Simon Hirota, Ph.D.Ph.D. in Physiology & Pharmacology McMaster University Hamilton, Ontario, Canada
Fellowship in Gastrointestinal Physiology & Mucosal Biology University of Calgary Calgary, Alberta, Canada
Areas of Research
Funded by Crohn's & Colitis Canada (2017-2020), this area of research focuses on the distinct receptors that sense and respond to metabolites released from the intestinal microbiota. Our main focus is the pregnane X receptor (PXR), a nuclear receptor expressed in a variety of cell types within the gut (epithelial cells, fibroblasts, immune cells), which responds to microbial metabolites, such as indole-3-propionic acid. Our early work (2014-2017) has implicated the PXR as a key regulator of mucosal healing following inflammation-associated intestinal tissue damage. Our current projects relate to the regulation of intestinal fibrosis by the PXR, implicating a role for the intestinal microbiota and its metabolic products in regulating the response to tissue injury and limiting pathogenic tissue remodelling.
Funded by the Canadian Institutes for Health Research (2017-2022), this area of research is focused on identifying new therapeutic targets to treat the fibrosis and tissue remodeling associated with the inflammatory bowel diseases (IBD). Our preliminary work, along with data from the vascular field, point towards NR4A1, an orphan nuclear receptor, as a negative regulator of fibrogenesis and smooth muscle growth. These studies utilize experimental models of intestinal inflammation and primary tissues obtained from patients with IBD.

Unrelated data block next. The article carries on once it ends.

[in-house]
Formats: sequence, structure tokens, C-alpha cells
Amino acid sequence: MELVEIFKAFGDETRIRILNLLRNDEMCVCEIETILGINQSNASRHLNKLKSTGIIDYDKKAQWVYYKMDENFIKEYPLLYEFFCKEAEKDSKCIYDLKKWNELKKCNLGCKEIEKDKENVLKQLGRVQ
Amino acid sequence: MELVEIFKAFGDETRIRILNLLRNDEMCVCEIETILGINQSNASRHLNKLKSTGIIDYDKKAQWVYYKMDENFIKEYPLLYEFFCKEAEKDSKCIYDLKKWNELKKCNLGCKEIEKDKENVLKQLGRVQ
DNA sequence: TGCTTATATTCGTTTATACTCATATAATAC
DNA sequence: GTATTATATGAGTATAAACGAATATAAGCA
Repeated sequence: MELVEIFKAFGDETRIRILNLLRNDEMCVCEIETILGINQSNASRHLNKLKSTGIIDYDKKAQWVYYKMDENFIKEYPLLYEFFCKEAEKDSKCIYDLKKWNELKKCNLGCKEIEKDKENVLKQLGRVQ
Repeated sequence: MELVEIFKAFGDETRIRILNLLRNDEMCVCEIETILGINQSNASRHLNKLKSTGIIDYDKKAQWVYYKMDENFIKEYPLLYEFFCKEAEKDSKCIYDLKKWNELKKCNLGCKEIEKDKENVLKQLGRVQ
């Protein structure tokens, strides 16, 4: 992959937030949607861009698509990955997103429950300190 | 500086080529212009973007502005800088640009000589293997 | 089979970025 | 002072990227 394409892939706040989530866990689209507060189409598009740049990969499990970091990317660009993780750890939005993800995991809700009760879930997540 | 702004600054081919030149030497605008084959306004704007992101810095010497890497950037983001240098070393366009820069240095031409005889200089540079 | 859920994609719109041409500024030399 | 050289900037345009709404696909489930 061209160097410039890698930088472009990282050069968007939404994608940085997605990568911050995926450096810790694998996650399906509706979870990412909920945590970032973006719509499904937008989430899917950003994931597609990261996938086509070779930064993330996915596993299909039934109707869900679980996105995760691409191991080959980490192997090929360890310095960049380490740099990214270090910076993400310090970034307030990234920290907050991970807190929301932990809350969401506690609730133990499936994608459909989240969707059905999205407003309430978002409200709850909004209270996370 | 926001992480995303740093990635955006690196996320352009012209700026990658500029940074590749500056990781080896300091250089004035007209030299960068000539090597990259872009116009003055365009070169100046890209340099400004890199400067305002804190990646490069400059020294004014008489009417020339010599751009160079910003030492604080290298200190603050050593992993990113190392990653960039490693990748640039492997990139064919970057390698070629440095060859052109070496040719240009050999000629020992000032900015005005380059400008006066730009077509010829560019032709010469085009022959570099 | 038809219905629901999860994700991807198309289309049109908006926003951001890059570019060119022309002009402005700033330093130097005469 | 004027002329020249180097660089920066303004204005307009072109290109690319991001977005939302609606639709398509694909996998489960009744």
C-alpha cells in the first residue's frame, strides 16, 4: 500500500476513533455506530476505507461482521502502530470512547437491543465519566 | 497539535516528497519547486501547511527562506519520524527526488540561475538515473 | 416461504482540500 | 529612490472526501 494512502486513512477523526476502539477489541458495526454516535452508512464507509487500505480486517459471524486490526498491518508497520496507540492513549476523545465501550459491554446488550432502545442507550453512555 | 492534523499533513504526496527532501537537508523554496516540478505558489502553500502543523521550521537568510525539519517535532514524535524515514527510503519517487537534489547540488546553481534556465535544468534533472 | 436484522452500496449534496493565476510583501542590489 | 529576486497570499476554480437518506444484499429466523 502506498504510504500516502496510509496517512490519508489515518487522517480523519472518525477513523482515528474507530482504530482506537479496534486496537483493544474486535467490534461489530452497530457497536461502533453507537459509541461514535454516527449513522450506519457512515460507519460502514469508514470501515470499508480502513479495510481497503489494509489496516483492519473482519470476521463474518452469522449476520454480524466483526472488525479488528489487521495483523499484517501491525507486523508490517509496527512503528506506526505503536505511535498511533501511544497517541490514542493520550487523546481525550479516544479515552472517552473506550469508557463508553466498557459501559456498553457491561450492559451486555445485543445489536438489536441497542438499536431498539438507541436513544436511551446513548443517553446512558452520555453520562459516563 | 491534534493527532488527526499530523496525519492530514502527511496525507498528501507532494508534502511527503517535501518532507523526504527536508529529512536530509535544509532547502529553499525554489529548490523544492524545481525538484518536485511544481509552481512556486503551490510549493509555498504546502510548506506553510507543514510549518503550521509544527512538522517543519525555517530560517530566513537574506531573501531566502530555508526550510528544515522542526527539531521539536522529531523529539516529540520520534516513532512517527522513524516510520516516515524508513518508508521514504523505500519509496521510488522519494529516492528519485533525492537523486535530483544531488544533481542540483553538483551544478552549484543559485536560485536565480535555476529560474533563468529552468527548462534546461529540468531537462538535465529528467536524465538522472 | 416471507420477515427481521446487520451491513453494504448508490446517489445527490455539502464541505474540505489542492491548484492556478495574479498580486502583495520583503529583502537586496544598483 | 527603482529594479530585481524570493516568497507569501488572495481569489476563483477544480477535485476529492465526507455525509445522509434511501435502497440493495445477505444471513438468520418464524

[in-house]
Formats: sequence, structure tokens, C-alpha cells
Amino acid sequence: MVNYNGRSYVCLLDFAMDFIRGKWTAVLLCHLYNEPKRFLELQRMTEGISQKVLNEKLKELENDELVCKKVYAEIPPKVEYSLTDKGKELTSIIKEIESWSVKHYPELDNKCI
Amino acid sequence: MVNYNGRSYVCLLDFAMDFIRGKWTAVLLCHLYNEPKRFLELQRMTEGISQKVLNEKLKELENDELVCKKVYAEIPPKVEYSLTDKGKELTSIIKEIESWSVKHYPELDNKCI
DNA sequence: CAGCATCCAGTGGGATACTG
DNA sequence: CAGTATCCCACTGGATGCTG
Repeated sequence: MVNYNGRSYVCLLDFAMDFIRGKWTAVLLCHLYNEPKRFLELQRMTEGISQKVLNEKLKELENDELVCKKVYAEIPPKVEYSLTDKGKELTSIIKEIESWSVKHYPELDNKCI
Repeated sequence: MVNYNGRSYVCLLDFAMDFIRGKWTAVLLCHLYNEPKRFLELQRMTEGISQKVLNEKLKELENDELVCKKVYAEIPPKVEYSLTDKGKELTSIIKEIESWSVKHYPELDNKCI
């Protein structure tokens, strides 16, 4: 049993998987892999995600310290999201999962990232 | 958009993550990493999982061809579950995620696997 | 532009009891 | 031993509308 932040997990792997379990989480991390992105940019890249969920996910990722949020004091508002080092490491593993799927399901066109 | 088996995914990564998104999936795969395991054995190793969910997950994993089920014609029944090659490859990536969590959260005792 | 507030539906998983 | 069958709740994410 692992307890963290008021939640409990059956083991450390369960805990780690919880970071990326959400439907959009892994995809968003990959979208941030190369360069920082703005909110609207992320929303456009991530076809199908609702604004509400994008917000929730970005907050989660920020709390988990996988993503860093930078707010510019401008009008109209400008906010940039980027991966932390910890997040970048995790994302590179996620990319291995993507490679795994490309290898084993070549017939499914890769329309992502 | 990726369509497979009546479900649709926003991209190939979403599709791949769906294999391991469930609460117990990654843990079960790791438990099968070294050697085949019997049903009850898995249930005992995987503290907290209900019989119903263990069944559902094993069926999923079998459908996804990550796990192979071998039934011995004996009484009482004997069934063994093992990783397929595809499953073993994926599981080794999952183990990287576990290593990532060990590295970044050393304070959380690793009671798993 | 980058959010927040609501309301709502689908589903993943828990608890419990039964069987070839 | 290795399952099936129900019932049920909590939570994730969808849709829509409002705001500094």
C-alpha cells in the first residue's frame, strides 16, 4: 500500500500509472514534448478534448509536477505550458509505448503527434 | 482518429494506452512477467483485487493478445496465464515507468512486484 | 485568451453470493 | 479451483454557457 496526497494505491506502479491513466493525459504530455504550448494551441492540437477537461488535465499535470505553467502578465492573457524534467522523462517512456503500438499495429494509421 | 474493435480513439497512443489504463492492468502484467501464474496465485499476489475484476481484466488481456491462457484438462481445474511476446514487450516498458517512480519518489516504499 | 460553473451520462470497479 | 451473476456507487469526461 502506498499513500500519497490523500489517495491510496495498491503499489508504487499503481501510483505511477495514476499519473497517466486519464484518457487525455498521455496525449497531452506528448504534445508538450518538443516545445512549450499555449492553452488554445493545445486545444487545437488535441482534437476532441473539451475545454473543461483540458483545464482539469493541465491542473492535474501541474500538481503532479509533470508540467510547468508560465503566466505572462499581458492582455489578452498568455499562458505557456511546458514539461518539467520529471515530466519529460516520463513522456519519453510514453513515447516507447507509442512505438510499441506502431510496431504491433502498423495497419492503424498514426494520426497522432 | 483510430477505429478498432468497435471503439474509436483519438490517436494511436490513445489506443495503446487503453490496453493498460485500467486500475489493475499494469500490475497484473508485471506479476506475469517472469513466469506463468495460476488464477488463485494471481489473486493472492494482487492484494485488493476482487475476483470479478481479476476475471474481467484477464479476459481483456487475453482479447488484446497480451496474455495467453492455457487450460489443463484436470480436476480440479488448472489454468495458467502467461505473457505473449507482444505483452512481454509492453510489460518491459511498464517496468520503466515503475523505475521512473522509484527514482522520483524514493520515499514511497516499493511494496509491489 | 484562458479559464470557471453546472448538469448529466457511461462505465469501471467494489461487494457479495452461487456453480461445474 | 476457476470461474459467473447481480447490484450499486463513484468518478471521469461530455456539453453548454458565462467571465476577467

Funded by the Natural Sciences and Engineering Research Council of Canada (2016-2021), this area of research seeks to develop new models to study the clinical manifestation of mycobacterium avium subspecies paratuberculosis (MAP) infections, referred to as Johne’s disease. We are currently developing a chronic trickle infection model that better mimics the acquisition of MAP by cattle in feedlots over the course of their life. Furthermore, we are using new technologies to develop primary culture systems to assess MAP invasion into enterocytes and M cells, and assess potential changes in virulence using macrophage co-culture systems.
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